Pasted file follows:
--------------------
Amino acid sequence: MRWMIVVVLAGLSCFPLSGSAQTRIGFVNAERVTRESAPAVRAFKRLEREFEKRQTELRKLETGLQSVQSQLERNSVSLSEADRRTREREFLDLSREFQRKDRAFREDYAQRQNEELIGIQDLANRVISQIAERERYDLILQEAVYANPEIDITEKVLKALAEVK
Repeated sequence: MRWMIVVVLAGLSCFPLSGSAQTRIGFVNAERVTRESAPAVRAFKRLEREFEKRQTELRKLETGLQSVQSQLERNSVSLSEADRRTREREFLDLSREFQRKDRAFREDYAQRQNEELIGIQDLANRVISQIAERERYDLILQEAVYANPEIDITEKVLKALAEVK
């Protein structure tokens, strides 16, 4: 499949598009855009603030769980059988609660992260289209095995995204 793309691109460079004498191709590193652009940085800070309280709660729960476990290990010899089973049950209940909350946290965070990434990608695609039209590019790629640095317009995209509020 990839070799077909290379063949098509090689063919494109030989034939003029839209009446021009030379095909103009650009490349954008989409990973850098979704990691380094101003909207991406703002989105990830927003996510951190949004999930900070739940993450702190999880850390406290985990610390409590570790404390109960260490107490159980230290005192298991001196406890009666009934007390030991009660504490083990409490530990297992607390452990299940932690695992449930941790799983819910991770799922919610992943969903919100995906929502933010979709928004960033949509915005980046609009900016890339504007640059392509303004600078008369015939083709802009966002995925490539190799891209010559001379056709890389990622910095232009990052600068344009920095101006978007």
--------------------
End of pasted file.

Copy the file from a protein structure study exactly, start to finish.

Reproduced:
Amino acid sequence: MRWMIVVVLAGLSCFPLSGSAQTRIGFVNAERVTRESAPAVRAFKRLEREFEKRQTELRKLETGLQSVQSQLERNSVSLSEADRRTREREFLDLSREFQRKDRAFREDYAQRQNEELIGIQDLANRVISQIAERERYDLILQEAVYANPEIDITEKVLKALAEVK
Repeated sequence: MRWMIVVVLAGLSCFPLSGSAQTRIGFVNAERVTRESAPAVRAFKRLEREFEKRQTELRKLETGLQSVQSQLERNSVSLSEADRRTREREFLDLSREFQRKDRAFREDYAQRQNEELIGIQDLANRVISQIAERERYDLILQEAVYANPEIDITEKVLKALAEVK
């Protein structure tokens, strides 16, 4: 499949598009855009603030769980059988609660992260289209095995995204 793309691109460079004498191709590193652009940085800070309280709660729960476990290990010899089973049950209940909350946290965070990434990608695609039209590019790629640095317009995209509020 990839070799077909290379063949098509090689063919494109030989034939003029839209009446021009030379095909103009650009490349954008989409990973850098979704990691380094101003909207991406703002989105990830927003996510951190949004999930900070739940993450702190999880850390406290985990610390409590570790404390109960260490107490159980230290005192298991001196406890009666009934007390030991009660504490083990409490530990297992607390452990299940932690695992449930941790799983819910991770799922919610992943969903919100995906929502933010979709928004960033949509915005980046609009900016890339504007640059392509303004600078008369015939083709802009966002995925490539190799891209010559001379056709890389990622910095232009990052600068344009920095101006978007």